My congregation is observing Pride Sunday today as part of our commitment to growing equity and justice in the areas of sexual orientation and gender identity. It is becoming more common for American churches, synagogues, and other organizations to give a nod to the just desire of queer people for safety and equal access to the good things our society offers. But this mindset has not influenced every corner.
This is also the time of year when some straight people ask when Straight Pride Month is… as if a great favor had been done and a special privilege granted to queer people when police stopped routinely raiding gay bars. Or when society started thinking that maybe it is not so good to bash people because of their orientation or gender. Or, again, when liberal and progressive religious groups started allowing their queer clergy to serve without hiding their orientation or gender identity.
Yes, we LGBTQ+ people have always been among your clergy in every branch of human religion, regardless of what the official line was on identity issues. Many of us hid our truth in order to answer our call. But we have always been among those who care for our fellow human’s souls, who teach, who lead to a more divinely inspired life. We have always been among the ones who officiated at the weddings of straight and cisgender people even when we were not yet allowed inside the doors of the legal institution of American marriage. I began officiating at beautiful weddings of lovely straight people when it was not a legal option for me, and not even civil unions were yet in place in my home state.
Just as White History Month and Men’s History Month are, quite literally, every month of the year, there never has been a day in the American experience when it has not been safe for straight people to be straight. And if you don’t see that, odds are you are straight and cisgender, and so your survival never depended on seeing it.
Okay, some communities historically frowned on public displays of affection regardless of who was osculating in public. However, there has never been a time when one’s heterosexuality caused one to fear for one’s safety at home or in public. There has never been a time when heterosexuals were not allowed to gain the legal and social benefits of marriage or were denied employment or housing because of being straight.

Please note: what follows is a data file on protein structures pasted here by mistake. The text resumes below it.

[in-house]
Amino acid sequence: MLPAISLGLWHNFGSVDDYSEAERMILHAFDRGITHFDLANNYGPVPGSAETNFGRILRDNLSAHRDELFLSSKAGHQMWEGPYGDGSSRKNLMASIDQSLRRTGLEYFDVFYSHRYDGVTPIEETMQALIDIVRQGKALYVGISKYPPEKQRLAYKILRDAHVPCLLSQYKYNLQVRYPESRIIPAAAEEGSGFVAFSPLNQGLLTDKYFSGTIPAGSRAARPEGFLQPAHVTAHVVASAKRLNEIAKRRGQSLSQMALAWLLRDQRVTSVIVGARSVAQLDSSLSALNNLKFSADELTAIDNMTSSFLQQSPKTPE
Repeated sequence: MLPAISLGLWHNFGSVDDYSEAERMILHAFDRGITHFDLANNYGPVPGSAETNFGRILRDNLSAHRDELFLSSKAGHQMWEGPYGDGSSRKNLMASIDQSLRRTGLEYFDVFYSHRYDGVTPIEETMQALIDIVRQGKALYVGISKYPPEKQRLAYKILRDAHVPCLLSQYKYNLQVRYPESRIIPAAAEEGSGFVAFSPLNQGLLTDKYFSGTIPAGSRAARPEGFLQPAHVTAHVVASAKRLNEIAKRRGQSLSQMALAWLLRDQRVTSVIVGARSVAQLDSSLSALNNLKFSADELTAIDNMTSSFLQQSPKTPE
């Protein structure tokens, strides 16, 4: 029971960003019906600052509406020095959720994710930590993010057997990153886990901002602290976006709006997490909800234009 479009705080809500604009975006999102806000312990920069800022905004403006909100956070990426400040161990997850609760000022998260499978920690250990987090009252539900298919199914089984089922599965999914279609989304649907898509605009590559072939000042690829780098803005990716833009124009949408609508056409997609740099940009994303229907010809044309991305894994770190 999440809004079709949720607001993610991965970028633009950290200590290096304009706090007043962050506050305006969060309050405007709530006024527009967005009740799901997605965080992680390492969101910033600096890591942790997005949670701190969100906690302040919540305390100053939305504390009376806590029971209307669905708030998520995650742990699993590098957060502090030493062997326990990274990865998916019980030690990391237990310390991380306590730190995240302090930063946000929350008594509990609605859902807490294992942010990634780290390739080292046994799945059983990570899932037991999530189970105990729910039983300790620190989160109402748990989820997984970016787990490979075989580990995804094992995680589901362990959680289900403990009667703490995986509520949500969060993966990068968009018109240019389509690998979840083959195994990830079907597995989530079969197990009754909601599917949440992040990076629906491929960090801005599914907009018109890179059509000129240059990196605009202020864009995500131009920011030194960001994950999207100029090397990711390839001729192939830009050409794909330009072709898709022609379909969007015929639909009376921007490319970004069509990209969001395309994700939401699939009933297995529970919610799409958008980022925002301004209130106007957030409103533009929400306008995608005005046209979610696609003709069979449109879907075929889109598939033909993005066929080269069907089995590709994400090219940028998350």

There has never been a time when cisgender people were not allowed legal and social equality because they were not transgender. There are places or professions that do not provide sufficient bathroom access for women, but cisgender people don’t have to worry about where they can pee because of being cisgender. Being cisgender does not in itself mean you will likely encounter medical providers who refuse the kind of treatment you need specific to your gender and your body.
Pride Month isn’t about an emotion. It’s not about feeling good for its own sake. It’s not about gratuitous excess. And it’s definitely not about shocking people for shock’s sake. It’s about surviving. It’s about refusing to accept the dangers that come from being unvalued and forced to be invisible in society. Some may think that since the 2015 Supreme Court making marriage equality the law of the land, equality has arrived for queer people. But all the evidence shows that even after LGBTQ-positive programming on TV and in the movies, queer people are still at greater risk than cisgender straight people. Once you add the compounding effects of intersectional minority identities, you find multiple ways that queer identity can be targeted even more for some queer people. And no one is more at risk than transgender Black women.
Teens and young adults who are still dependent on their parents for what financial security they can get are still at risk when they come out. When young queer people come out, they are even now in danger of being kicked out of their homes and denied the family support for college their family would otherwise give them. They are a disproportionate portion of the homeless in America. We have not reached an equitable model in our republic.
And so, as an act of defiance, of fighting for our lives and the lives of those we love, we celebrate. Happy Pride!
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Column by Rev. Paul Oakley